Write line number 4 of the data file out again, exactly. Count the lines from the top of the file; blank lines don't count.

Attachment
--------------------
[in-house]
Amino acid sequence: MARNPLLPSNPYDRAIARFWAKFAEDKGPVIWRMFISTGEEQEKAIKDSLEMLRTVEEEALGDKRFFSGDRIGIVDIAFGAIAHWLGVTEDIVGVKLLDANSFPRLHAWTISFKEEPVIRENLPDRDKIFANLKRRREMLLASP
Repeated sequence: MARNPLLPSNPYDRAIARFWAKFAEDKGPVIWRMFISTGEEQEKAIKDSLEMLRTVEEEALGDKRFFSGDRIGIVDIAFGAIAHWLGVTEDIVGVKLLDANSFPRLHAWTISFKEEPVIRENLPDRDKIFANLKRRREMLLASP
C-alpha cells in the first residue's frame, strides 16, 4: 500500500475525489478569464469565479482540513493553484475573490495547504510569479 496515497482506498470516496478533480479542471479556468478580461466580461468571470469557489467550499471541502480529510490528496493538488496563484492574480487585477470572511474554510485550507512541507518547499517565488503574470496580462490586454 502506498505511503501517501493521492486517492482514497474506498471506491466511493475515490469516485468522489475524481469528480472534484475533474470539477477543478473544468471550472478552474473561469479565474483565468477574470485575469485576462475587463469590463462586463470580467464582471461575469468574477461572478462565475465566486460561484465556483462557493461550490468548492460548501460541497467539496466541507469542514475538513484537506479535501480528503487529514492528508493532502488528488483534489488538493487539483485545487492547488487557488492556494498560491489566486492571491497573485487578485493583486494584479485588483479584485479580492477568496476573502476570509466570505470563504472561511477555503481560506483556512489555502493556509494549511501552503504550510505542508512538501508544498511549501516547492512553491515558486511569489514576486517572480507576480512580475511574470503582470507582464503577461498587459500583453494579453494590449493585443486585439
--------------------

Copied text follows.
C-alpha cells in the first residue's frame, strides 16, 4: 500500500475525489478569464469565479482540513493553484475573490495547504510569479 496515497482506498470516496478533480479542471479556468478580461466580461468571470469557489467550499471541502480529510490528496493538488496563484492574480487585477470572511474554510485550507512541507518547499517565488503574470496580462490586454 502506498505511503501517501493521492486517492482514497474506498471506491466511493475515490469516485468522489475524481469528480472534484475533474470539477477543478473544468471550472478552474473561469479565474483565468477574470485575469485576462475587463469590463462586463470580467464582471461575469468574477461572478462565475465566486460561484465556483462557493461550490468548492460548501460541497467539496466541507469542514475538513484537506479535501480528503487529514492528508493532502488528488483534489488538493487539483485545487492547488487557488492556494498560491489566486492571491497573485487578485493583486494584479485588483479584485479580492477568496476573502476570509466570505470563504472561511477555503481560506483556512489555502493556509494549511501552503504550510505542508512538501508544498511549501516547492512553491515558486511569489514576486517572480507576480512580475511574470503582470507582464503577461498587459500583453494579453494590449493585443486585439